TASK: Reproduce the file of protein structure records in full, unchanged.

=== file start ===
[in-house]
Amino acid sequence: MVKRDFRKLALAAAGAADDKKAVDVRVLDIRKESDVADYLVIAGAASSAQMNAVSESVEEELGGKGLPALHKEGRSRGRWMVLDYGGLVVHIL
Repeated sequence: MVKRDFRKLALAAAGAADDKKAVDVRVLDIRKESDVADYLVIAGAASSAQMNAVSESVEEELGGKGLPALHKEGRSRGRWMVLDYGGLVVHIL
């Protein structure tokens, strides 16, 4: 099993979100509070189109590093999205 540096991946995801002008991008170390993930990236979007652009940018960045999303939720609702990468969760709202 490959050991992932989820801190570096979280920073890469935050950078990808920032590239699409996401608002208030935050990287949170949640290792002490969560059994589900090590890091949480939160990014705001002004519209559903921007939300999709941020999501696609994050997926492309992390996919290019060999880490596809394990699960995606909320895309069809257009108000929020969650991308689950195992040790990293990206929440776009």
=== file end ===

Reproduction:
[in-house]
Amino acid sequence: MVKRDFRKLALAAAGAADDKKAVDVRVLDIRKESDVADYLVIAGAASSAQMNAVSESVEEELGGKGLPALHKEGRSRGRWMVLDYGGLVVHIL
Repeated sequence: MVKRDFRKLALAAAGAADDKKAVDVRVLDIRKESDVADYLVIAGAASSAQMNAVSESVEEELGGKGLPALHKEGRSRGRWMVLDYGGLVVHIL
């Protein structure tokens, strides 16, 4: 099993979100509070189109590093999205 540096991946995801002008991008170390993930990236979007652009940018960045999303939720609702990468969760709202 490959050991992932989820801190570096979280920073890469935050950078990808920032590239699409996401608002208030935050990287949170949640290792002490969560059994589900090590890091949480939160990014705001002004519209559903921007939300999709941020999501696609994050997926492309992390996919290019060999880490596809394990699960995606909320895309069809257009108000929020969650991308689950195992040790990293990206929440776009």